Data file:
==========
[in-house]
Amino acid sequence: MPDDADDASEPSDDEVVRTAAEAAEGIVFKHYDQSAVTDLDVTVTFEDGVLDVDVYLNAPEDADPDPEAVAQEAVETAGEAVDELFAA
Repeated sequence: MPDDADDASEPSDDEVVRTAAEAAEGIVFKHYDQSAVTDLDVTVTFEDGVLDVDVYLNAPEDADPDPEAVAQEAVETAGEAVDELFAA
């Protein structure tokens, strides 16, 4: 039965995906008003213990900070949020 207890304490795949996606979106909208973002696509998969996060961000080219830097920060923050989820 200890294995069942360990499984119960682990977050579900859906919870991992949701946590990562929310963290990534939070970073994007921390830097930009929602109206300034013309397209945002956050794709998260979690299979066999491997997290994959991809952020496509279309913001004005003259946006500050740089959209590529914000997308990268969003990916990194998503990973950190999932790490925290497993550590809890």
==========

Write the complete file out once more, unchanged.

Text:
[in-house]
Amino acid sequence: MPDDADDASEPSDDEVVRTAAEAAEGIVFKHYDQSAVTDLDVTVTFEDGVLDVDVYLNAPEDADPDPEAVAQEAVETAGEAVDELFAA
Repeated sequence: MPDDADDASEPSDDEVVRTAAEAAEGIVFKHYDQSAVTDLDVTVTFEDGVLDVDVYLNAPEDADPDPEAVAQEAVETAGEAVDELFAA
């Protein structure tokens, strides 16, 4: 039965995906008003213990900070949020 207890304490795949996606979106909208973002696509998969996060961000080219830097920060923050989820 200890294995069942360990499984119960682990977050579900859906919870991992949701946590990562929310963290990534939070970073994007921390830097930009929602109206300034013309397209945002956050794709998260979690299979066999491997997290994959991809952020496509279309913001004005003259946006500050740089959209590529914000997308990268969003990916990194998503990973950190999932790490925290497993550590809890």